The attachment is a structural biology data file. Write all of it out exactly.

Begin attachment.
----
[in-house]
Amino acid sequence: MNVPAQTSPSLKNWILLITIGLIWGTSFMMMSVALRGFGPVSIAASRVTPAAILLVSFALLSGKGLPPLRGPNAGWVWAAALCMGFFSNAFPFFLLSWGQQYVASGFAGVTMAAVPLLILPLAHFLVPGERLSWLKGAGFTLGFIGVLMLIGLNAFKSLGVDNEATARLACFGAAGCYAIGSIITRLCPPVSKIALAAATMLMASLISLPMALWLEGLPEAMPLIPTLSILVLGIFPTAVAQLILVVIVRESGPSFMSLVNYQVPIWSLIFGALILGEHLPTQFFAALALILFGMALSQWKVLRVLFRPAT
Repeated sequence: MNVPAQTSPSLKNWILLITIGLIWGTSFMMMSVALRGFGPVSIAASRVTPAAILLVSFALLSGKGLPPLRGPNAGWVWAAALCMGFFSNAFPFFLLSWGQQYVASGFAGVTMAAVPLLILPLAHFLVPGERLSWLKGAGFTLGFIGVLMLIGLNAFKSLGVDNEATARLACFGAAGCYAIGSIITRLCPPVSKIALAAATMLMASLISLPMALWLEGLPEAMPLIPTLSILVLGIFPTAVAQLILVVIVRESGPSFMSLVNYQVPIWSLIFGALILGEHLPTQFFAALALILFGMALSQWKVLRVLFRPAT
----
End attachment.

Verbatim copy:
[in-house]
Amino acid sequence: MNVPAQTSPSLKNWILLITIGLIWGTSFMMMSVALRGFGPVSIAASRVTPAAILLVSFALLSGKGLPPLRGPNAGWVWAAALCMGFFSNAFPFFLLSWGQQYVASGFAGVTMAAVPLLILPLAHFLVPGERLSWLKGAGFTLGFIGVLMLIGLNAFKSLGVDNEATARLACFGAAGCYAIGSIITRLCPPVSKIALAAATMLMASLISLPMALWLEGLPEAMPLIPTLSILVLGIFPTAVAQLILVVIVRESGPSFMSLVNYQVPIWSLIFGALILGEHLPTQFFAALALILFGMALSQWKVLRVLFRPAT
Repeated sequence: MNVPAQTSPSLKNWILLITIGLIWGTSFMMMSVALRGFGPVSIAASRVTPAAILLVSFALLSGKGLPPLRGPNAGWVWAAALCMGFFSNAFPFFLLSWGQQYVASGFAGVTMAAVPLLILPLAHFLVPGERLSWLKGAGFTLGFIGVLMLIGLNAFKSLGVDNEATARLACFGAAGCYAIGSIITRLCPPVSKIALAAATMLMASLISLPMALWLEGLPEAMPLIPTLSILVLGIFPTAVAQLILVVIVRESGPSFMSLVNYQVPIWSLIFGALILGEHLPTQFFAALALILFGMALSQWKVLRVLFRPAT